The solution of my problem is:

    1). Find how to create dll in C++/GCC.
    2). Make in this DLL the expoting method ( dllexport ), which will return a value of variable.
    3). Find how in C# I can call methods from unmanaged dll ( let's look at DllImportAttibute ).
    Saturday, October 17, 2009 11:21 PM
  • Hello Magesi

    1). Find how to create dll in C++/GCC
    2). Make in this DLL the expoting method ( dllexport ), which will return a value of variable.


    This forum convers only Microsoft products, e.g. Visual C++, so my answer is for VC++. You can post the question to a gcc forum if you need a gcc solution.

    Exporting from a DLL
    http://msdn.microsoft.com/en-us/library/z4zxe9k8.aspx

    Exporting from a DLL Using DEF Files
    http://msdn.microsoft.com/en-us/library/d91k01sh.aspx

    Exporting from a DLL Using __declspec(dllexport)
    http://msdn.microsoft.com/en-us/library/a90k134d.aspx

    Creating and Using a Dynamic Link Library (C++)
    http://msdn.microsoft.com/en-us/library/ms235636.aspx

    HOWTO: How To Export Data from a DLL or an Application
    http://support.microsoft.com/kb/90530

    If you want a working example, please refer to the CppDllExport sample in Microsoft All-In-One Code Framework. In ReadMe.txt file of the sample, you can find the detailed steps of creating such a C++ dll exporting various symbols.

    3). Find how in C# I can call methods from unmanaged dll ( let's look at DllImportAttibute ).

    Platform Invoke Tutorial
    http://msdn.microsoft.com/en-us/library/aa288468.aspx

    Using P/Invoke to Call Unmanaged APIs from Your Managed Classes
    http://msdn.microsoft.com/en-us/library/aa719104.aspx

    Calling Win32 DLLs in C# with P/Invoke
    http://msdn.microsoft.com/en-us/magazine/cc164123.aspx

    If you want a working example, please refer to the CSPInvokeDll sample in Microsoft All-In-One Code Framework. The sample pinvokes the above-mentioned CppDllExport.dll.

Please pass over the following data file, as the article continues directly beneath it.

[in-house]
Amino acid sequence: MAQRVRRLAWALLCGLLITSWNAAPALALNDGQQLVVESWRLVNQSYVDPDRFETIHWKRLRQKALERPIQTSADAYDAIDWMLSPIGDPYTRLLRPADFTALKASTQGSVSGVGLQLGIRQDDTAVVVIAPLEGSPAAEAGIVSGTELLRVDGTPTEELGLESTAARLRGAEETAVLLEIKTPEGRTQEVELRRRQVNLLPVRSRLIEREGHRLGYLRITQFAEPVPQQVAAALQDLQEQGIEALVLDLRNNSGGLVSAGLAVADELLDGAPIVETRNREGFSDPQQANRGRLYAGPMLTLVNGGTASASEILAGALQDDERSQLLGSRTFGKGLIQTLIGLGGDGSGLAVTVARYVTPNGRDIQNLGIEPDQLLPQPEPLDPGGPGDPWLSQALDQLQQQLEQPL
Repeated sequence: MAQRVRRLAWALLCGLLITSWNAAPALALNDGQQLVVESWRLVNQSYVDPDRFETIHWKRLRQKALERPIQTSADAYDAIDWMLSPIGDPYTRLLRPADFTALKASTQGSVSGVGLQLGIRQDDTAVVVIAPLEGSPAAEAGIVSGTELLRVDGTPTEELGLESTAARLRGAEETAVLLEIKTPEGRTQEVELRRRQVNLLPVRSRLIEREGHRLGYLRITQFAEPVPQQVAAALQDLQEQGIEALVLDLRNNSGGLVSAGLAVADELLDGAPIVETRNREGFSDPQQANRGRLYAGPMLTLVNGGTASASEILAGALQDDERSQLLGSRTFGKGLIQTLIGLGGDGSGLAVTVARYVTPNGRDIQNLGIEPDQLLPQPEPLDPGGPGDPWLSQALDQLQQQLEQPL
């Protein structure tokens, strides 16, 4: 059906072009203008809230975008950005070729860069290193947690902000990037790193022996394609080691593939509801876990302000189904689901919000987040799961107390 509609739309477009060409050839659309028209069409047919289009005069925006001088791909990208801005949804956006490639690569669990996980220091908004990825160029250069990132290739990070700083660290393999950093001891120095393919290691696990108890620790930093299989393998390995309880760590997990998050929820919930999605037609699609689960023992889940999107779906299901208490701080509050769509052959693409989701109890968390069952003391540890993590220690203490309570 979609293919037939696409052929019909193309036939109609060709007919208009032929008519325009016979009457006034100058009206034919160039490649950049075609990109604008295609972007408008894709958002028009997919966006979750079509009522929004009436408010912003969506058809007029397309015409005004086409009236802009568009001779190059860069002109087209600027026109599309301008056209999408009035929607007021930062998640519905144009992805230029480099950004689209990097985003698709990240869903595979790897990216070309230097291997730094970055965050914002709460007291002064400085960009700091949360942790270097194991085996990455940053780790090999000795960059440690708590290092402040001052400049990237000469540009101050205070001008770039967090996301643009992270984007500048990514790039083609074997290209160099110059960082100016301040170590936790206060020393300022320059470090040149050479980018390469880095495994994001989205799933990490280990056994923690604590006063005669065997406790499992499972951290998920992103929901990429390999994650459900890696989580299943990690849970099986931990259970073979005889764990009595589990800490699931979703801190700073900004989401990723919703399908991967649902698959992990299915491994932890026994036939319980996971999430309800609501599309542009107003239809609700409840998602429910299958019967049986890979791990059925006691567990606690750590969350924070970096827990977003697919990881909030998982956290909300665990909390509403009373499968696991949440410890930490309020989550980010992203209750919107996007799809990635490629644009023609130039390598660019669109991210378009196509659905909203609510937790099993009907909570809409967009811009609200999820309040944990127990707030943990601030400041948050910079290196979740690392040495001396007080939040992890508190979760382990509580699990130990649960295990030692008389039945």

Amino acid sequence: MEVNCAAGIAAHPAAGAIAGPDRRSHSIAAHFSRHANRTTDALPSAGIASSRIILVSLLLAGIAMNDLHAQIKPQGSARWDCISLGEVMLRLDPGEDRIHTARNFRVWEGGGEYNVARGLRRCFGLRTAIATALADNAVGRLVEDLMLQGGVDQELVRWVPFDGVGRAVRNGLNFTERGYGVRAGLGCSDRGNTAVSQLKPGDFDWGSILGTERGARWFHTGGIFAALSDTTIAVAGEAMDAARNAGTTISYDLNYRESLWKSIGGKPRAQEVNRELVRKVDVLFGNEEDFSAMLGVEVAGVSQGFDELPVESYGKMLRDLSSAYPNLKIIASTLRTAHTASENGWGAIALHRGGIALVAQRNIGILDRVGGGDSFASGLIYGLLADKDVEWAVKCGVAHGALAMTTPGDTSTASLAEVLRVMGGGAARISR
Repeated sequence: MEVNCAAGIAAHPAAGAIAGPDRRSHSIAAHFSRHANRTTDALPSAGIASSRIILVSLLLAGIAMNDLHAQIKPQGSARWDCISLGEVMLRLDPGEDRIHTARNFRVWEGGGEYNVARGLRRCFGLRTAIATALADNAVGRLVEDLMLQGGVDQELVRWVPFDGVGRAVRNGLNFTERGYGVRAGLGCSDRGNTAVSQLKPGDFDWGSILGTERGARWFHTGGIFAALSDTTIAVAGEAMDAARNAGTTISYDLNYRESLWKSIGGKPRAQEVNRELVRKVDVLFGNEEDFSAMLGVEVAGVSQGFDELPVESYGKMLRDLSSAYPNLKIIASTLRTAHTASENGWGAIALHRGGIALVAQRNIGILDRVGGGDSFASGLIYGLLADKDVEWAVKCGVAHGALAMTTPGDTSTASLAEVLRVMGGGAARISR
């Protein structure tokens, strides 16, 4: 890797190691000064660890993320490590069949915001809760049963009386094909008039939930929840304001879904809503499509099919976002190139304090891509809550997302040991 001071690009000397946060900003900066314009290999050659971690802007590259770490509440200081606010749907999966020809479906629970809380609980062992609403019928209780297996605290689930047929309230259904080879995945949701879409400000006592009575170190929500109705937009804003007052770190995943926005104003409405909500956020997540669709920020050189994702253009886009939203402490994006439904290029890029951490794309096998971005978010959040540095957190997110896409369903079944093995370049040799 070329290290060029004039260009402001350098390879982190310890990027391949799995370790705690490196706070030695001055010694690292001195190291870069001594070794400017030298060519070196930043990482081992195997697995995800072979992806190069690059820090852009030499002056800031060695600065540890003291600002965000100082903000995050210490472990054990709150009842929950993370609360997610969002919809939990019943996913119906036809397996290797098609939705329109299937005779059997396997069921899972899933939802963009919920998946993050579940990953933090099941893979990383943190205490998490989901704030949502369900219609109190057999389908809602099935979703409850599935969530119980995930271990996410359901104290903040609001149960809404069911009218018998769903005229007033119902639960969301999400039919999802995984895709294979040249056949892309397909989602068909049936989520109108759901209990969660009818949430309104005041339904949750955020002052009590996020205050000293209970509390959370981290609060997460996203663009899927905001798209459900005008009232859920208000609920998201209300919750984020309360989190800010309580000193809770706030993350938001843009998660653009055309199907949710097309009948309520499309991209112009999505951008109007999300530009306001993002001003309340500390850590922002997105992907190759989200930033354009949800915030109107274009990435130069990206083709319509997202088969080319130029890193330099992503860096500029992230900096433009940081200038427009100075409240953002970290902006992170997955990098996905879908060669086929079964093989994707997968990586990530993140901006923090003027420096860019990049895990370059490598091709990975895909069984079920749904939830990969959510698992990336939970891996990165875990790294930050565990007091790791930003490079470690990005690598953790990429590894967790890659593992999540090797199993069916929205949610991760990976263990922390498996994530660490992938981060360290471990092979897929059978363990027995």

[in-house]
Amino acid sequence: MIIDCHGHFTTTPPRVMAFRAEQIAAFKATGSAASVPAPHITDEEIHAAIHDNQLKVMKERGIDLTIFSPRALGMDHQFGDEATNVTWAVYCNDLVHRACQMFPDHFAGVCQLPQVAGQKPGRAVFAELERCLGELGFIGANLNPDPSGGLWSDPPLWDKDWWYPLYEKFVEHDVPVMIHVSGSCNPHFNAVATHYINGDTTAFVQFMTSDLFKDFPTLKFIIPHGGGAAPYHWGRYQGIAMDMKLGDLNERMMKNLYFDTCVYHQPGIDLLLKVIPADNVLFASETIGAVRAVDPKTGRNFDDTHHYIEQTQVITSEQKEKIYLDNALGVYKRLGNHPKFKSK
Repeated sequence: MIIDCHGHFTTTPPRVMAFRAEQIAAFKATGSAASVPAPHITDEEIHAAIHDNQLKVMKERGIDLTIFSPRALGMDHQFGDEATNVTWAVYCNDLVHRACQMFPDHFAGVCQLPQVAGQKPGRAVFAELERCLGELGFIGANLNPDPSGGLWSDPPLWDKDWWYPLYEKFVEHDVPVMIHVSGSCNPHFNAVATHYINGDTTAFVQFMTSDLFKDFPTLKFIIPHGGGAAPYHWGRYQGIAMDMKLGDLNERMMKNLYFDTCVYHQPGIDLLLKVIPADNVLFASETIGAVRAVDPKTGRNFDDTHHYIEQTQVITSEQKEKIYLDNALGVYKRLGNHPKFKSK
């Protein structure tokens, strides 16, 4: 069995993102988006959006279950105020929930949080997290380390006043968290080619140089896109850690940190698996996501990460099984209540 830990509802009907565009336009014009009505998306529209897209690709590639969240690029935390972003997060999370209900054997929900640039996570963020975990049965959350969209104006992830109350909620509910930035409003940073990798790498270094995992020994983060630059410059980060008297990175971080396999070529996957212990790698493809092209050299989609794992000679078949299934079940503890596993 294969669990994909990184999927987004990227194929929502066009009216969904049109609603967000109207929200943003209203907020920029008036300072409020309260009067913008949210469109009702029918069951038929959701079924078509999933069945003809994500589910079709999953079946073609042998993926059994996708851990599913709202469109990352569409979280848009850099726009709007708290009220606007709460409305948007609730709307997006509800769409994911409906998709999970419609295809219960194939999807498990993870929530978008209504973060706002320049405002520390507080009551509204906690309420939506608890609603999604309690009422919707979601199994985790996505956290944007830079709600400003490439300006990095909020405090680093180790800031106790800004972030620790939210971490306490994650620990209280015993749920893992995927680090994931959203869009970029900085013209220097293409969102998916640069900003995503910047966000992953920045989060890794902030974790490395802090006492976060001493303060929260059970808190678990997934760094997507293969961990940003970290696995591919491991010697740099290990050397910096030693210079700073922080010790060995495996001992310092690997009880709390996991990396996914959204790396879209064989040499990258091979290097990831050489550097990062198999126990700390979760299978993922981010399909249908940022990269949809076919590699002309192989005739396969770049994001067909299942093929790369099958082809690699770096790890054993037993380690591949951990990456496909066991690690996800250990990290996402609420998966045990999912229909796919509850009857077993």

Please feel free to tell me if you have any other questions.

    Regards,
    Jialiang Ge


    Please remember to mark the replies as answers if they help and unmark them if they provide no help.
    Welcome to the All-In-One Code Framework! If you have any feedback, please tell us.
    • Proposed as answer by Yort Monday, October 19, 2009 3:14 AM
    • Marked as answer by magesi Tuesday, October 20, 2009 7:46 AM
    Monday, October 19, 2009 3:11 AM
    Moderator
  • Hi,

    The links given by Jialiang are correct, also it's NOT CLI it's CLR (Common Language Runtime), the C++ you spoke about 
    is the one which is based on managed code (while normal C/C++ are based on so called "unmanaged" code, where the 
    programmer needs to write the "destructor" while in managed we have GC (Garbage Collector) which is a destructor. 

    GCC (GNU C Compiler), why are you using that?
    Microsoft Visual Studio works perfect to use in something like this. 

    BTW, do NOT forget to follow and accept the GPL (GNU Public License). 

    Also I must add, In C++ you can make a pointer and use the operator & (by adding the AND operator you're
    able to retrieve the memory address for that variable).

    Like this:
    using System;
    
    class program
    {
    	//Let's point method Main() as unsafe
    	unsafe public static int Main()
    	{
    	         int a = 15;
                      int* b; //Make poinet.
    		b = &a; 
    Console.WriteLine("The address of variable is: " + b); //0x1c9832. return 0;
    } }

    Code-Snippet: The above code will print the address of variable.

    Note: If you print it like this *b = then you will see the value, however, if you let it as it is b = then you
    get the memory address.

    Have a nice day...

    Best regards,
    Fisnik  
    Coder24.com
    Wednesday, October 21, 2009 1:48 PM